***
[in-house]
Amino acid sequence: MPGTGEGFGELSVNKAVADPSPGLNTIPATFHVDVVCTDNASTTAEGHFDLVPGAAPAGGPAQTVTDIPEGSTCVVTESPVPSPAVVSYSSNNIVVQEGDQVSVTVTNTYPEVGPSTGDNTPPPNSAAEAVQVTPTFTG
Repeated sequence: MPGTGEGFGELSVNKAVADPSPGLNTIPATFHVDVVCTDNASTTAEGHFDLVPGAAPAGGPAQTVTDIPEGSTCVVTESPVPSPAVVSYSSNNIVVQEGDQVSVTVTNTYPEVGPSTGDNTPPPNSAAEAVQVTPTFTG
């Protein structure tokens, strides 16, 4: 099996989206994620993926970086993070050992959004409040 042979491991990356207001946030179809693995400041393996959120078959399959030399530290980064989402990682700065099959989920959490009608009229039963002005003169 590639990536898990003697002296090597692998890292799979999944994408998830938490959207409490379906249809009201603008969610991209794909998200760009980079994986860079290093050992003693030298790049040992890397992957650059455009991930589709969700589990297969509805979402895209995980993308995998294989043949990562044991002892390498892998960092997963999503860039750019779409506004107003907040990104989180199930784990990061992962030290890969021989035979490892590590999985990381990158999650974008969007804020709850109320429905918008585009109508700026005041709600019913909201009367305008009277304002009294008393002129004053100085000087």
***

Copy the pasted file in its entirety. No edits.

[in-house]
Amino acid sequence: MPGTGEGFGELSVNKAVADPSPGLNTIPATFHVDVVCTDNASTTAEGHFDLVPGAAPAGGPAQTVTDIPEGSTCVVTESPVPSPAVVSYSSNNIVVQEGDQVSVTVTNTYPEVGPSTGDNTPPPNSAAEAVQVTPTFTG
Repeated sequence: MPGTGEGFGELSVNKAVADPSPGLNTIPATFHVDVVCTDNASTTAEGHFDLVPGAAPAGGPAQTVTDIPEGSTCVVTESPVPSPAVVSYSSNNIVVQEGDQVSVTVTNTYPEVGPSTGDNTPPPNSAAEAVQVTPTFTG
């Protein structure tokens, strides 16, 4: 099996989206994620993926970086993070050992959004409040 042979491991990356207001946030179809693995400041393996959120078959399959030399530290980064989402990682700065099959989920959490009608009229039963002005003169 590639990536898990003697002296090597692998890292799979999944994408998830938490959207409490379906249809009201603008969610991209794909998200760009980079994986860079290093050992003693030298790049040992890397992957650059455009991930589709969700589990297969509805979402895209995980993308995998294989043949990562044991002892390498892998960092997963999503860039750019779409506004107003907040990104989180199930784990990061992962030290890969021989035979490892590590999985990381990158999650974008969007804020709850109320429905918008585009109508700026005041709600019913909201009367305008009277304002009294008393002129004053100085000087």